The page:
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Monday, April 16, 2012


Easter—what’s the big deal? It’s just another Sunday. It’s just some sort of religious event. It’s what those Christians celebrate. So what’s the big deal? I don’t go to church, I believe in God, but for me and for my generation, I just don’t see church going or the Easter celebration as a big thing. I’ve got lots going on in my life and there are lots of things that I find more interesting or worthwhile than going to church, even on Easter. It’s just not a big deal to me as it was to my parents or to other folks. If going to church works for them, fine, but it’s not what I’m looking for. In fact, it seems kind of old fashioned to me. After all, this is modern society and thanks to science we have more knowledge of things today than ever before. We are the most informed, most knowledgeable generation in the history of the world. The Bible may be a nice book and all that, but my facts come from science and my reality is my friends, my family, and my job. C'est la vie, as the French say.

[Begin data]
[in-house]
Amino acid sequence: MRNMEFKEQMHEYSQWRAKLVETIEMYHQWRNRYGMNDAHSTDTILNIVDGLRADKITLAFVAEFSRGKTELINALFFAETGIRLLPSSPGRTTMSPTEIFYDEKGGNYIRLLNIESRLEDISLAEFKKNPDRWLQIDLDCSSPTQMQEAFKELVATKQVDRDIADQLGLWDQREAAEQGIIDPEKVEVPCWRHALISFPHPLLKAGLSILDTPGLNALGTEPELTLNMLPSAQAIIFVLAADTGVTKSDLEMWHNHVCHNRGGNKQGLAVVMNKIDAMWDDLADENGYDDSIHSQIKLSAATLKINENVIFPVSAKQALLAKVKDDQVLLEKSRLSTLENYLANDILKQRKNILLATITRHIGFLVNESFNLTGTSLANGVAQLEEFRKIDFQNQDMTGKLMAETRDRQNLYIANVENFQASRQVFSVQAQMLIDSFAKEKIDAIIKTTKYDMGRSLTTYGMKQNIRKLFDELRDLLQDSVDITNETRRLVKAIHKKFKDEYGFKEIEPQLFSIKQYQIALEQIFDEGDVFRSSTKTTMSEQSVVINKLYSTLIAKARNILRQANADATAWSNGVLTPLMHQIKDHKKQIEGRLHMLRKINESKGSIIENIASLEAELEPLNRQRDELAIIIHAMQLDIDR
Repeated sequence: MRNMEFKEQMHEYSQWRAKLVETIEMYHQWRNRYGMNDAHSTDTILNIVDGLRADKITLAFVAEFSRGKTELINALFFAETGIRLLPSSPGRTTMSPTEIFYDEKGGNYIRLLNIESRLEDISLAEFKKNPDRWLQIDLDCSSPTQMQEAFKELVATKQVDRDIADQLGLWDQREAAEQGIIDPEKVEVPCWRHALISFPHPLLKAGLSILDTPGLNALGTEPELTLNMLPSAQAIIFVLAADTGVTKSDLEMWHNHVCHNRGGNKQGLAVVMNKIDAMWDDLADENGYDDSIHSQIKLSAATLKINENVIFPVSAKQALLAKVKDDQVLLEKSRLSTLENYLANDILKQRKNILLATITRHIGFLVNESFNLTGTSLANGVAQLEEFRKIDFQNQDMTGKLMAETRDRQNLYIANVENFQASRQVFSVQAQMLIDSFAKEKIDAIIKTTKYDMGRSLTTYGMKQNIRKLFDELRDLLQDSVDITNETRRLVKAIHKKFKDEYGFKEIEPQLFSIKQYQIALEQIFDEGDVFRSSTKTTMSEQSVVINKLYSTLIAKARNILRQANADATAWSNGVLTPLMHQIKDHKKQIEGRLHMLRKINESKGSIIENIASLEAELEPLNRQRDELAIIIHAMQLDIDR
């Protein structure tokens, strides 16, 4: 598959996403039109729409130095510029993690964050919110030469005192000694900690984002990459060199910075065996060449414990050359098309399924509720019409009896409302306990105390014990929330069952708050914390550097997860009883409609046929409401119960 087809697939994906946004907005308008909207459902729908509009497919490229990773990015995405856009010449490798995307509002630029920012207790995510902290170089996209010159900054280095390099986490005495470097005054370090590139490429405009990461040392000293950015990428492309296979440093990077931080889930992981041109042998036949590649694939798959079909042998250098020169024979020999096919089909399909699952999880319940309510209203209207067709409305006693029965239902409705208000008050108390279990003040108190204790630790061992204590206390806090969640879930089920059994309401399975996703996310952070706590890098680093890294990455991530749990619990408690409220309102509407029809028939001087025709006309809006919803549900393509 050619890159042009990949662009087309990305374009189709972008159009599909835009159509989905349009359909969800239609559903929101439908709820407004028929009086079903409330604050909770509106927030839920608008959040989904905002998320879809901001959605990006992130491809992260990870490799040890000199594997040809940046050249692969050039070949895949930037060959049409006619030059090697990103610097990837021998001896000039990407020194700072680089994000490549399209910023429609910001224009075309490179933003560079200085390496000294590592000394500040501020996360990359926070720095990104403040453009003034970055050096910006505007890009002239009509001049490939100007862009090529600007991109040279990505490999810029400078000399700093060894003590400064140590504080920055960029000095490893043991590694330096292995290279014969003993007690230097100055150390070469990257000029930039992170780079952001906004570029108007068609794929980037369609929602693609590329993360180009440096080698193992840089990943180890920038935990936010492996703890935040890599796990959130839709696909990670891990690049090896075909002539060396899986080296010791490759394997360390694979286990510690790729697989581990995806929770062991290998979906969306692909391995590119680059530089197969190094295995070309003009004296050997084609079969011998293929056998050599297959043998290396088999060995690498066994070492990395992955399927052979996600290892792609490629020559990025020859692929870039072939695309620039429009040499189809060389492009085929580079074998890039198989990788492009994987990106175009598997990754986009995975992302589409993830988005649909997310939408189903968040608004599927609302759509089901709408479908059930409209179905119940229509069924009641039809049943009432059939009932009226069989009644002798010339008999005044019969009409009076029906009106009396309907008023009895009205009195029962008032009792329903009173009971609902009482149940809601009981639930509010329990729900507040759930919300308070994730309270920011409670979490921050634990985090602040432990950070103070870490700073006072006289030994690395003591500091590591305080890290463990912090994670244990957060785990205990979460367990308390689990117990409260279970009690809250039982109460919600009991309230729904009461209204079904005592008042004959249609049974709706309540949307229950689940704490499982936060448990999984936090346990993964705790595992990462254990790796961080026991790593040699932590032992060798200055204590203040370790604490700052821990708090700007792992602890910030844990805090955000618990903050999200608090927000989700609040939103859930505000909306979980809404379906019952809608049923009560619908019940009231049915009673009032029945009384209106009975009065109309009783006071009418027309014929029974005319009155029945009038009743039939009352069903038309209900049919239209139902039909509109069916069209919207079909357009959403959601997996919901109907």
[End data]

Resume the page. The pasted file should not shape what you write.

Really? Is that all there is to life, to your life? It’s just the here and now that count? Your purpose is just to live life day by day without any thought to why you might be here or what will happen to you after your short life is over. Yes, I said short life. When you get to be 68 years old, as I am, you realize just how short life really is. You also begin to understand how all those things you thought to be important, like living for the here and now and gaining possessions, are so unimportant. Of course you cherish your family and your friends, but you are still an individual, a person who will live his or her 70 or 80 or 90 or even 100 years and then you will die. In fact, you will, in the earthly sense, be dead forever. Those 70 or 80 or 90 or 100 years aren’t much compared with eternity.